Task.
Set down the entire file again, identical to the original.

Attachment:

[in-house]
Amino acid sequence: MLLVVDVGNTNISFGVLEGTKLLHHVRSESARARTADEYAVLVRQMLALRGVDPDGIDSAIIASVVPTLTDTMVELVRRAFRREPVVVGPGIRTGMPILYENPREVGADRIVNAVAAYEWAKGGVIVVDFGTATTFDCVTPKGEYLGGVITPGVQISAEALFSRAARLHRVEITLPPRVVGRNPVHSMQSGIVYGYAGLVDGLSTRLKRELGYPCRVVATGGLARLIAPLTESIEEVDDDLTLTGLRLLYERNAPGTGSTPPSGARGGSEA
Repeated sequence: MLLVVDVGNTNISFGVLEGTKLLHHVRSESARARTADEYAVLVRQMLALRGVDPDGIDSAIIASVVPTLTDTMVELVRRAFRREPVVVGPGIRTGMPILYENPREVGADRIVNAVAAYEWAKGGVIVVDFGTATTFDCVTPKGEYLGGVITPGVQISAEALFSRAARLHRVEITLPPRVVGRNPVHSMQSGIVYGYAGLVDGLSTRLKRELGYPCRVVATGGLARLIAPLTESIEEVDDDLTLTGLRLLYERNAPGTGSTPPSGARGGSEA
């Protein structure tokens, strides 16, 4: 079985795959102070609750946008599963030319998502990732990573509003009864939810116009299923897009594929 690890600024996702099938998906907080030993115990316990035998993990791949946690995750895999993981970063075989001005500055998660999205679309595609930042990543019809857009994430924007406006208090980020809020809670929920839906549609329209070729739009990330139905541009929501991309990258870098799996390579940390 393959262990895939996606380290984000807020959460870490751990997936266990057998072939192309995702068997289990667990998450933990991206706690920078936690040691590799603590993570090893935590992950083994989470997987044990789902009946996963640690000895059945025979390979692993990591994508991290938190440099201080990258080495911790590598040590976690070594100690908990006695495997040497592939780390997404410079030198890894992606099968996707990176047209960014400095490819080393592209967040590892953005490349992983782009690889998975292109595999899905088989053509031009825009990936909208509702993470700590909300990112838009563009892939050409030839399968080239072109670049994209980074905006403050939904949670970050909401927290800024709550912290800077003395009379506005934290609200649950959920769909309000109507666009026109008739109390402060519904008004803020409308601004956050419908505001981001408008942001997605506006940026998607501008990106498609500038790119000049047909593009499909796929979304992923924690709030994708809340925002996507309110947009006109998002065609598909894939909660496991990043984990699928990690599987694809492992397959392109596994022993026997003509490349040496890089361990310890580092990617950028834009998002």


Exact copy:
[in-house]
Amino acid sequence: MLLVVDVGNTNISFGVLEGTKLLHHVRSESARARTADEYAVLVRQMLALRGVDPDGIDSAIIASVVPTLTDTMVELVRRAFRREPVVVGPGIRTGMPILYENPREVGADRIVNAVAAYEWAKGGVIVVDFGTATTFDCVTPKGEYLGGVITPGVQISAEALFSRAARLHRVEITLPPRVVGRNPVHSMQSGIVYGYAGLVDGLSTRLKRELGYPCRVVATGGLARLIAPLTESIEEVDDDLTLTGLRLLYERNAPGTGSTPPSGARGGSEA
Repeated sequence: MLLVVDVGNTNISFGVLEGTKLLHHVRSESARARTADEYAVLVRQMLALRGVDPDGIDSAIIASVVPTLTDTMVELVRRAFRREPVVVGPGIRTGMPILYENPREVGADRIVNAVAAYEWAKGGVIVVDFGTATTFDCVTPKGEYLGGVITPGVQISAEALFSRAARLHRVEITLPPRVVGRNPVHSMQSGIVYGYAGLVDGLSTRLKRELGYPCRVVATGGLARLIAPLTESIEEVDDDLTLTGLRLLYERNAPGTGSTPPSGARGGSEA
């Protein structure tokens, strides 16, 4: 079985795959102070609750946008599963030319998502990732990573509003009864939810116009299923897009594929 690890600024996702099938998906907080030993115990316990035998993990791949946690995750895999993981970063075989001005500055998660999205679309595609930042990543019809857009994430924007406006208090980020809020809670929920839906549609329209070729739009990330139905541009929501991309990258870098799996390579940390 393959262990895939996606380290984000807020959460870490751990997936266990057998072939192309995702068997289990667990998450933990991206706690920078936690040691590799603590993570090893935590992950083994989470997987044990789902009946996963640690000895059945025979390979692993990591994508991290938190440099201080990258080495911790590598040590976690070594100690908990006695495997040497592939780390997404410079030198890894992606099968996707990176047209960014400095490819080393592209967040590892953005490349992983782009690889998975292109595999899905088989053509031009825009990936909208509702993470700590909300990112838009563009892939050409030839399968080239072109670049994209980074905006403050939904949670970050909401927290800024709550912290800077003395009379506005934290609200649950959920769909309000109507666009026109008739109390402060519904008004803020409308601004956050419908505001981001408008942001997605506006940026998607501008990106498609500038790119000049047909593009499909796929979304992923924690709030994708809340925002996507309110947009006109998002065609598909894939909660496991990043984990699928990690599987694809492992397959392109596994022993026997003509490349040496890089361990310890580092990617950028834009998002």